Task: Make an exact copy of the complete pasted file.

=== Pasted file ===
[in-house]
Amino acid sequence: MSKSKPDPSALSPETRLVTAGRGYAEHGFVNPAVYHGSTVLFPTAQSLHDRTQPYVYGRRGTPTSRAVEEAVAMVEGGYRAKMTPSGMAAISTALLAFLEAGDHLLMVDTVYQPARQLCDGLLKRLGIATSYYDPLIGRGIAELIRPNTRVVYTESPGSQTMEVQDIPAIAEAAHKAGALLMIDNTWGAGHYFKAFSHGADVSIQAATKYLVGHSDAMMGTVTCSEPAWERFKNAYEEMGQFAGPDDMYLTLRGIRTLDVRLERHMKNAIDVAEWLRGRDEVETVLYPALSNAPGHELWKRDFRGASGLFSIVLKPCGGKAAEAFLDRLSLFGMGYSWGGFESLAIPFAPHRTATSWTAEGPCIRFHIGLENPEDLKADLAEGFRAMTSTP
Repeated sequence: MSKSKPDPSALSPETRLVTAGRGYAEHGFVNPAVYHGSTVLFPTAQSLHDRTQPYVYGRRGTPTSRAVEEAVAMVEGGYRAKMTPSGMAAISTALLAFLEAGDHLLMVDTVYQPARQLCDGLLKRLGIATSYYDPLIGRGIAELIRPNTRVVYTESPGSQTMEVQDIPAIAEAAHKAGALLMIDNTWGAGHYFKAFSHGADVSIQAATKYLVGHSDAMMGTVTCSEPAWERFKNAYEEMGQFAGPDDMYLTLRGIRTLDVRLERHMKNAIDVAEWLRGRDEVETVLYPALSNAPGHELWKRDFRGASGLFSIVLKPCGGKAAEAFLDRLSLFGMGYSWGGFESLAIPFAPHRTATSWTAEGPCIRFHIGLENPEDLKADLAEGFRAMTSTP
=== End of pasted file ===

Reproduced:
[in-house]
Amino acid sequence: MSKSKPDPSALSPETRLVTAGRGYAEHGFVNPAVYHGSTVLFPTAQSLHDRTQPYVYGRRGTPTSRAVEEAVAMVEGGYRAKMTPSGMAAISTALLAFLEAGDHLLMVDTVYQPARQLCDGLLKRLGIATSYYDPLIGRGIAELIRPNTRVVYTESPGSQTMEVQDIPAIAEAAHKAGALLMIDNTWGAGHYFKAFSHGADVSIQAATKYLVGHSDAMMGTVTCSEPAWERFKNAYEEMGQFAGPDDMYLTLRGIRTLDVRLERHMKNAIDVAEWLRGRDEVETVLYPALSNAPGHELWKRDFRGASGLFSIVLKPCGGKAAEAFLDRLSLFGMGYSWGGFESLAIPFAPHRTATSWTAEGPCIRFHIGLENPEDLKADLAEGFRAMTSTP
Repeated sequence: MSKSKPDPSALSPETRLVTAGRGYAEHGFVNPAVYHGSTVLFPTAQSLHDRTQPYVYGRRGTPTSRAVEEAVAMVEGGYRAKMTPSGMAAISTALLAFLEAGDHLLMVDTVYQPARQLCDGLLKRLGIATSYYDPLIGRGIAELIRPNTRVVYTESPGSQTMEVQDIPAIAEAAHKAGALLMIDNTWGAGHYFKAFSHGADVSIQAATKYLVGHSDAMMGTVTCSEPAWERFKNAYEEMGQFAGPDDMYLTLRGIRTLDVRLERHMKNAIDVAEWLRGRDEVETVLYPALSNAPGHELWKRDFRGASGLFSIVLKPCGGKAAEAFLDRLSLFGMGYSWGGFESLAIPFAPHRTATSWTAEGPCIRFHIGLENPEDLKADLAEGFRAMTSTP